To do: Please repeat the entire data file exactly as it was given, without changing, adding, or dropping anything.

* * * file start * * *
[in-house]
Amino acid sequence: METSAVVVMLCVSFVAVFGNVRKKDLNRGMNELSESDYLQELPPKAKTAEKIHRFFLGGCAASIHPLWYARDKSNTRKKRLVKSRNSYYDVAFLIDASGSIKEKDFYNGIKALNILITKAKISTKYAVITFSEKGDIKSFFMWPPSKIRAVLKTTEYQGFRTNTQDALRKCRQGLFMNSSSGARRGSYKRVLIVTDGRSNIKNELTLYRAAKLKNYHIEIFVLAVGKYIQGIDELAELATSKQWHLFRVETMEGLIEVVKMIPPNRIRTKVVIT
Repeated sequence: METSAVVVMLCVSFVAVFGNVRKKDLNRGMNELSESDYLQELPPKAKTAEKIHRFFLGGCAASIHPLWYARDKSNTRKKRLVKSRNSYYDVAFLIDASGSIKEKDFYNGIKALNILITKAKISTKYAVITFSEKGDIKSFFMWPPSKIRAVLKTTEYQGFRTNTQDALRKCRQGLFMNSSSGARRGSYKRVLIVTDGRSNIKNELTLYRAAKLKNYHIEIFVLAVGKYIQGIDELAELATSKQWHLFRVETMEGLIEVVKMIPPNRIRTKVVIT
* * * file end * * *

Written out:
[in-house]
Amino acid sequence: METSAVVVMLCVSFVAVFGNVRKKDLNRGMNELSESDYLQELPPKAKTAEKIHRFFLGGCAASIHPLWYARDKSNTRKKRLVKSRNSYYDVAFLIDASGSIKEKDFYNGIKALNILITKAKISTKYAVITFSEKGDIKSFFMWPPSKIRAVLKTTEYQGFRTNTQDALRKCRQGLFMNSSSGARRGSYKRVLIVTDGRSNIKNELTLYRAAKLKNYHIEIFVLAVGKYIQGIDELAELATSKQWHLFRVETMEGLIEVVKMIPPNRIRTKVVIT
Repeated sequence: METSAVVVMLCVSFVAVFGNVRKKDLNRGMNELSESDYLQELPPKAKTAEKIHRFFLGGCAASIHPLWYARDKSNTRKKRLVKSRNSYYDVAFLIDASGSIKEKDFYNGIKALNILITKAKISTKYAVITFSEKGDIKSFFMWPPSKIRAVLKTTEYQGFRTNTQDALRKCRQGLFMNSSSGARRGSYKRVLIVTDGRSNIKNELTLYRAAKLKNYHIEIFVLAVGKYIQGIDELAELATSKQWHLFRVETMEGLIEVVKMIPPNRIRTKVVIT